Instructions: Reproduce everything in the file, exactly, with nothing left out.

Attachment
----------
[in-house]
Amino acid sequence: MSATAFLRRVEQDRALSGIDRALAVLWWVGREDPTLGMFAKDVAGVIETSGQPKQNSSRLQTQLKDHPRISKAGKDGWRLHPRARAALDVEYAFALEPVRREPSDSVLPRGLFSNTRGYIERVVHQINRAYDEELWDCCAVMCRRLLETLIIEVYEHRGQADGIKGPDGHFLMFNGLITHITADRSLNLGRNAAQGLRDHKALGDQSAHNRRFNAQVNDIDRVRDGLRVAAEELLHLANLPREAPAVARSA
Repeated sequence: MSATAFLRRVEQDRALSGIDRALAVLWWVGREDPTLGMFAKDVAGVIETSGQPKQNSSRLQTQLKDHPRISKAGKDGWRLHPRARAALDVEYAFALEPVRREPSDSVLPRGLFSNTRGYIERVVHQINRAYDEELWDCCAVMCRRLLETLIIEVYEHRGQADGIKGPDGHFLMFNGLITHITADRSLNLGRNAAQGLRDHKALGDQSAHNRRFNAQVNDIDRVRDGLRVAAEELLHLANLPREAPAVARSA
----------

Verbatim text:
[in-house]
Amino acid sequence: MSATAFLRRVEQDRALSGIDRALAVLWWVGREDPTLGMFAKDVAGVIETSGQPKQNSSRLQTQLKDHPRISKAGKDGWRLHPRARAALDVEYAFALEPVRREPSDSVLPRGLFSNTRGYIERVVHQINRAYDEELWDCCAVMCRRLLETLIIEVYEHRGQADGIKGPDGHFLMFNGLITHITADRSLNLGRNAAQGLRDHKALGDQSAHNRRFNAQVNDIDRVRDGLRVAAEELLHLANLPREAPAVARSA
Repeated sequence: MSATAFLRRVEQDRALSGIDRALAVLWWVGREDPTLGMFAKDVAGVIETSGQPKQNSSRLQTQLKDHPRISKAGKDGWRLHPRARAALDVEYAFALEPVRREPSDSVLPRGLFSNTRGYIERVVHQINRAYDEELWDCCAVMCRRLLETLIIEVYEHRGQADGIKGPDGHFLMFNGLITHITADRSLNLGRNAAQGLRDHKALGDQSAHNRRFNAQVNDIDRVRDGLRVAAEELLHLANLPREAPAVARSA